Click to read about the best places to eat on campus, freshman packing tips, and how to keep in touch with friends.

Renovation plan leaps forward

The Phyllis P. Marshall Center Enhancement Project (MCEP) has taken another significant leap forward. According to Student Government Senate President Frank Harrison, USF President Judy Genshaft has officially approved the use of more than $12 million in Capital Improvement Trust Fund monies towards the MCEP.

Now that the allocation has officially been approved, actual work on the MCEP can really begin.

“It’s thrilling that it’s finally kicking off,” said Joe Synovec, the assistant director of the Marshall Center. “Hopefully within a few weeks the architects will start the design aspect of the new building.”

With the money actually in place, the official financial plans can begin to solidify. According to Synovec, the plans for the MCEP should be ready to be officially formalized and approved by the Board of Trustees by early 2006.

The MCEP could be completed in one phase rather than two phases as was originally planned. This could possibly lead to an earlier finished product, according to Synovec.

He laid out what looks to be the most likely plan of action.

Synovec said the Special Events Center would be torn down and the brand new Marshall Center would replace it. Once that is finished, the current Marshall Center would be demolished and replaced by things such as landscaping, gardens and walkways.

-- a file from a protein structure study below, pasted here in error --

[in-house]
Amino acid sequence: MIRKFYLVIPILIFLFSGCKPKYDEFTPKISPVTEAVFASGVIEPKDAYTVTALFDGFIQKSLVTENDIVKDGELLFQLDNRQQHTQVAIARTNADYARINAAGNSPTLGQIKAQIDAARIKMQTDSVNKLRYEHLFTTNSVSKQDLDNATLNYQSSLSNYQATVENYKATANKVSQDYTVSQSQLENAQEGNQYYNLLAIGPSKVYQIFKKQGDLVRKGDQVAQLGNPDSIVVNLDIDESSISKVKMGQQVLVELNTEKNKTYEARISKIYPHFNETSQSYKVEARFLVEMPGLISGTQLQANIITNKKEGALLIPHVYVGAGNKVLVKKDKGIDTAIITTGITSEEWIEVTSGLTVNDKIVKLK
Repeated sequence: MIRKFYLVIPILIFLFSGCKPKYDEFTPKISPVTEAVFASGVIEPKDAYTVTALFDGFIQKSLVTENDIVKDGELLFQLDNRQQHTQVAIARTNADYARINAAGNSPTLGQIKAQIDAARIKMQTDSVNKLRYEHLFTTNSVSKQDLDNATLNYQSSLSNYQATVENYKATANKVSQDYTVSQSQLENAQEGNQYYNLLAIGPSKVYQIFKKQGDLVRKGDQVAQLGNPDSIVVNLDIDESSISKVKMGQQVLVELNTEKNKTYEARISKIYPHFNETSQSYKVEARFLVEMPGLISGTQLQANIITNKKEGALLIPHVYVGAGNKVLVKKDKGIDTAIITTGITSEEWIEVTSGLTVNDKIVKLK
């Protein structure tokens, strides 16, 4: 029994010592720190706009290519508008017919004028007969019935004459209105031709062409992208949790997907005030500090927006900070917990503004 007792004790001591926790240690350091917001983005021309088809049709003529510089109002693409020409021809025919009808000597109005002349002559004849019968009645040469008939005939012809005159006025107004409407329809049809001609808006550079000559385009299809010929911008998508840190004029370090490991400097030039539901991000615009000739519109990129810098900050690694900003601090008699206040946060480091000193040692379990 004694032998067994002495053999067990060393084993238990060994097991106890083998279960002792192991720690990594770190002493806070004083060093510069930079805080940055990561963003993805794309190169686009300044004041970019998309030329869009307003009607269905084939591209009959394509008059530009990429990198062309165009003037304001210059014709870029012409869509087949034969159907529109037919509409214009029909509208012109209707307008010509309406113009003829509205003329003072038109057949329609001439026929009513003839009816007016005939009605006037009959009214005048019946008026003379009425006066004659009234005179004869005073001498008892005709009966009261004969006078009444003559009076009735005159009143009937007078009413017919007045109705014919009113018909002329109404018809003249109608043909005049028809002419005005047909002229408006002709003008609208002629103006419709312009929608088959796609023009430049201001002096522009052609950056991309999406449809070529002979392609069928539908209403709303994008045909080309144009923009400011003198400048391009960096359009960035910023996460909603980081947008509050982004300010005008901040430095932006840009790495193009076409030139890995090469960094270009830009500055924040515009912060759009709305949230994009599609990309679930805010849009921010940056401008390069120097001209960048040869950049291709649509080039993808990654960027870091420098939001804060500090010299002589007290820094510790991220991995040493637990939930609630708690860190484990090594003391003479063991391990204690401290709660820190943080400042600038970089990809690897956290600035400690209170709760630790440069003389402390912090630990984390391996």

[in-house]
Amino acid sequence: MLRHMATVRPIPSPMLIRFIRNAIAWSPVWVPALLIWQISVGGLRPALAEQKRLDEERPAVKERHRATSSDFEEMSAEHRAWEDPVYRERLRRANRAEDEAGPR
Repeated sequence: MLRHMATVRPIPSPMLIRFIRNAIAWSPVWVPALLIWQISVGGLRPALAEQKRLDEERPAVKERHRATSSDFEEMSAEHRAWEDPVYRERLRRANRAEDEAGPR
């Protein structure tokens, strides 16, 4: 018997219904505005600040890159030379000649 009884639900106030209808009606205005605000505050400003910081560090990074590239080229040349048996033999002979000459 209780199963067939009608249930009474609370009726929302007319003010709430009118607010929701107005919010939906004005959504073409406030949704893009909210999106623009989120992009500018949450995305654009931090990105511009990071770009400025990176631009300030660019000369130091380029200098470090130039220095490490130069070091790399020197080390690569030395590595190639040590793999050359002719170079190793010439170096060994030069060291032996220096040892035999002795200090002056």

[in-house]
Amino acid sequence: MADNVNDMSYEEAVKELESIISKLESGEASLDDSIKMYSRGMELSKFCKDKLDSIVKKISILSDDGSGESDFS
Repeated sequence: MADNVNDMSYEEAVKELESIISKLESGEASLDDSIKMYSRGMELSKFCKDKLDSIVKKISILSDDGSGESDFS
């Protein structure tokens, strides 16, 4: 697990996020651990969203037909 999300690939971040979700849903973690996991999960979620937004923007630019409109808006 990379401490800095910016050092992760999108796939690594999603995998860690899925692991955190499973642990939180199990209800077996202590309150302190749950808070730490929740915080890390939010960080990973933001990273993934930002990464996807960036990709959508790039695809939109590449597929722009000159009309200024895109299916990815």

Though the MCEP is making progress it is still far from being done.

“We really don’t know the timeline right now as far as total completion,” Synovec said.

Genshaft also approved $753,000 for Campus Recreation, of which $605,000 is accommodated for replacing the Andros Pool with a new “resort style” pool. The Andros Pool is in danger of being condemned by the county for a variety of safety reasons. Construction on the new pool should begin in the summer of 2006.

Campus Recreation will use $75,000 to build a climbing tower at the ropes course at Riverfront Park. According to Eric Hunter, the director of Campus Recreation, the climbing tower is the final piece in completing the ropes course.

The remaining $73,500 will be used to help fund the renovation of the boathouse at Riverfront Park.

From student tuition, a $2.44 per-credit-hour fee is assessed toward the CITF. That money is put into a fund by the state Legislature, and they let that fund grow for a few years. Approximately once every three years the money is given back to the school. The school then gets to decide what they want to do with the money. The money has to be used for physical projects, such as remodeling, construction or demolition.

According to Harrison, CITF monies are prohibited from being used on academic buildings.